Roger Cox


03/11/13 – 09:02

"Somerset’s Buses" by Laurie James (Tempus 2004) is the source of much useful information concerning the Lancet UFs belonging to Hutchings and Cornelius of which the Brutonian example mentioned above is one. H&C were Dennis users for many years and in 1957 took 3 UFs YYB 117/8/9.117 was DP40F and the other 2 were B42F. All had full service lives. 118 ended up with Brutonian but the interesting thing is that 119 is shown as passing to a Preservation Group in Guildford in September 1973. Where is it now?

Paragon


10/11/13 – 17:17

I had a close relationship with the East Kent UFs when they were used on contract services at Dover Eastern Docks providing a road link from ships and hovercraft to Dover Priory railway station in the 1969 -1971 period. I can vouch for what Roger Cox says about the potential difficulties posed by the remote gearbox, the long linkages and the unconventional gate. I can remember even experienced drivers stirring the long gear lever to find what they were looking for. In spite of being in their late teens at the end at the time they presented a modern image alongside the new hovercraft, and dare I say it they were more reliable than an SRN4! Just worth noting that the East Kent fleet was HJG 3 – HJG 32, slightly different from the numbers in Roger’s comment.

Mike Harvey


11/11/13 – 15:14

Roger – When I was young, about four times a year, I’d get an A&D Lance from Woking to St. Peter’s Hospital, near Chertsey and would try and sit in the nearside/offside downstairs front seat and observe the driver. It was quite some time before I worked out how that Dennis ‘O’ gearbox worked and the strange ‘U’ movement by the driver, with no change in engine note at that moment. I was quite used to preselective methods with the LTE Daimlers around Morden, but a crash gearbox with pre-selective overdrive; egad; that was quite another thing! That whole area was also interesting in that you would have London Country and A&D buses popping in and out of turnings all over. Interesting times.

Chris Hebbron


14/11/13 – 06:00

Paragon enquires what became of YYB 119 once listed as preserved? A previous owner of now preserved YYB 118 told me that circa 1984 he had located 119 laid up behind a pub in the Guildford area. Photographs show that it was in fairly poor order, blocked up with a missing front wheel and a large pile of scaffolding stacked against one side. Despite enquiries no one could be found who knew anything about it and when he returned at a later date it had gone. And as far as I am aware, it has never been seen since. Attemps to trace members of "The Guildford LU2 Group" have been equally negative.

Nick Webster


15/11/13 – 06:25

Chris, the Lance K3 was a remarkable machine, with its free running 7.58 litre 24 valve O6 engine, giving (unlike the optimistic claims of contemporary Crossley and Daimler engines, both of which had a litre greater capacity) a genuine 100 bhp, and this was coupled to the ‘O’ type gearbox with its preselective overdrive fifth gear. It was probably the fastest double decker of its time. In an age when the legal maximum speed for a psv was 30 mph, it always amused me to read the plate on the internal cab bonnet side of the Aldershot and District Lances and Lancets – "Do not engage fifth gear below 30 mph". In my own experience, sadly only as a passenger, the drivers certainly complied, and these machines spent much of their time in overdrive. To the best of my knowledge, the A&D timetables of the 1960s did not differ greatly in terms of running time from those of the late 1950s. One had to drive a Loline pretty hard to get to Petersfield on time from Guildford or Aldershot, so the old 30mph limit must have been regularly observed in the breach.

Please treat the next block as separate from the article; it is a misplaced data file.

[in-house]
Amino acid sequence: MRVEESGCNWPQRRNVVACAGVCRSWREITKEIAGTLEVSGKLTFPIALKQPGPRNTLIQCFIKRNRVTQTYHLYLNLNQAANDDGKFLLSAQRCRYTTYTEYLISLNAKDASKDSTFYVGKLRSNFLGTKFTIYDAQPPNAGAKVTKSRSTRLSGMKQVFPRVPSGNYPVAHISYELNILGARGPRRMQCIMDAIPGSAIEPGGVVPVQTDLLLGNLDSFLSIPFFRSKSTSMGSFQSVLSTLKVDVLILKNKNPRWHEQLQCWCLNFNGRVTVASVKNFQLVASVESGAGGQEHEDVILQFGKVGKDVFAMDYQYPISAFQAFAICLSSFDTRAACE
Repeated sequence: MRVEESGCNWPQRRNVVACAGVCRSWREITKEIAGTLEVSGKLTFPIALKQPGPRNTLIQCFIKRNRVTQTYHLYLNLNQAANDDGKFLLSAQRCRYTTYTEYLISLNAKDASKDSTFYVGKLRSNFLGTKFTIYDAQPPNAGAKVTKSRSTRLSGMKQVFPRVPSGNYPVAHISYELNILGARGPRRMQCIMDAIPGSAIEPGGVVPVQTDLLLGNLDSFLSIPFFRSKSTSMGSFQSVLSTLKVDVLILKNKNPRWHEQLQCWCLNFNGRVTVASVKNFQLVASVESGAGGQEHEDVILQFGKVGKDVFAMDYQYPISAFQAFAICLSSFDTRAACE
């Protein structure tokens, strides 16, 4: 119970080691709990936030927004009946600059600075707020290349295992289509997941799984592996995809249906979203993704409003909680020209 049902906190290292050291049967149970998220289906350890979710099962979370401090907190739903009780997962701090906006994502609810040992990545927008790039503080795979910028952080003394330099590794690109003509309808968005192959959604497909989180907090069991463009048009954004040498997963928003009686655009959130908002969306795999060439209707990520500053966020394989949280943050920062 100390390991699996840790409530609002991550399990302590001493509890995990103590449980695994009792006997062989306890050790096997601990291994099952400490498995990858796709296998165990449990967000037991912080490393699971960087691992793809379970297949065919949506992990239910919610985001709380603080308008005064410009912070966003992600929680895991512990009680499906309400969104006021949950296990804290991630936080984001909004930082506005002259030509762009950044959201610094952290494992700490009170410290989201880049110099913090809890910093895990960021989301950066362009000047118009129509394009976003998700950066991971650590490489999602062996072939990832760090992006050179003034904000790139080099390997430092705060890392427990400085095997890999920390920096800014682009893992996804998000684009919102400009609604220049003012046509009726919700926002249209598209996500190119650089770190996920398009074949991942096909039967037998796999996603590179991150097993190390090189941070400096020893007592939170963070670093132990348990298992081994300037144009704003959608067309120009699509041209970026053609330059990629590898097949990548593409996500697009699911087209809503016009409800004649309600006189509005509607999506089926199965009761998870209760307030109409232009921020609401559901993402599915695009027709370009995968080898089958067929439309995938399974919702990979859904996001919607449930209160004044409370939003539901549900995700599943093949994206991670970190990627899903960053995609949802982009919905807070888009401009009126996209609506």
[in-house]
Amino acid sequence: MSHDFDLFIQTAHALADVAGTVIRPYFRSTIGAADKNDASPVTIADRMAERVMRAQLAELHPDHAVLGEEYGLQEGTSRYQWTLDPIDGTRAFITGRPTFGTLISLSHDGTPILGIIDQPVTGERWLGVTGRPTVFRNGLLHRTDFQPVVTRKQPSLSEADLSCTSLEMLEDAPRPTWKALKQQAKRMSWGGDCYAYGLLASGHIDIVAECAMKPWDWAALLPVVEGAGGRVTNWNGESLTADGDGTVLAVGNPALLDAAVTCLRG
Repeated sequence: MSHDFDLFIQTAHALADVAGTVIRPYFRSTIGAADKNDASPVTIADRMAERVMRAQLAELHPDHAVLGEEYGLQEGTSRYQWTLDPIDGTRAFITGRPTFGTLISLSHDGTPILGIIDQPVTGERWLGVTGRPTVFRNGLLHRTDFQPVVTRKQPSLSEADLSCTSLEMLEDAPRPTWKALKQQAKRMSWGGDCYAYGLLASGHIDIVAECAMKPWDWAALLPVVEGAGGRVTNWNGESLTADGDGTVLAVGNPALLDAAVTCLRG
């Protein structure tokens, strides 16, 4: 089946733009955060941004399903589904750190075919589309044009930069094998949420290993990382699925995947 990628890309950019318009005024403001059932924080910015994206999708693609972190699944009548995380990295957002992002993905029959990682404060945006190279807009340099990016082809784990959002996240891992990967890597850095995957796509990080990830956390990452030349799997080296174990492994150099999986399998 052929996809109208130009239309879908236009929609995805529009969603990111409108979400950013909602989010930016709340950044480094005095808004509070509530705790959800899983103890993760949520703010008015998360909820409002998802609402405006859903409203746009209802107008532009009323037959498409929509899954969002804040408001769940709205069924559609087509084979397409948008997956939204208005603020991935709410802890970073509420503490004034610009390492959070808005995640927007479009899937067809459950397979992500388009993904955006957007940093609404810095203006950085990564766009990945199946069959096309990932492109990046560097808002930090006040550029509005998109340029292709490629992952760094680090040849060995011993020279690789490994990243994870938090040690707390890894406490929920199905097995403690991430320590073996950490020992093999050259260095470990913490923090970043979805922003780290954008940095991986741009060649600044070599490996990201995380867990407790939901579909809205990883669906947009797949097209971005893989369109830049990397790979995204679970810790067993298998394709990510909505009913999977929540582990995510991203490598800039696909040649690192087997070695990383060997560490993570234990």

Roger Cox


16/11/13 – 11:30

About,1963 I took a return journey from Portsmouth to Milford, swapping from Southdown to A&D at Petersfield.
The Southdown, from memory, was one of the East Lancs PD2/12 registration RUF ###’s, but the A&D was a Loline; interesting, but not a Lance, to my eternal regret Roger, on that challenging route.

Chris Hebbron


HJG 3 Vehicle reminder shot for this posting


28/07/18 – 06:29

It’s confession time – I was the "Guildford LU2 Group" After my initial attempt at vehicle preservation (OWB GCV 623) failed with the vehicle being vandalised on a farm in Elstead, I tried again with YYB 119 which I bought directly from H & C and drove home. Sadly, after securing a parking space next to a pub in Witley, I tried to get an MOT and needed to replace the kingpins, something which I was unable to do. Having run out of money and enthusiasm, I am ashamed to say that the bus was abandoned and I suspect that the kindly publican probably sold it for scrap. My next foray into bus ownership was the purchase of VCH 172 from Tillingbourne which I operated as KRC Coaches (Later to become Surreyways).

Hans Retallick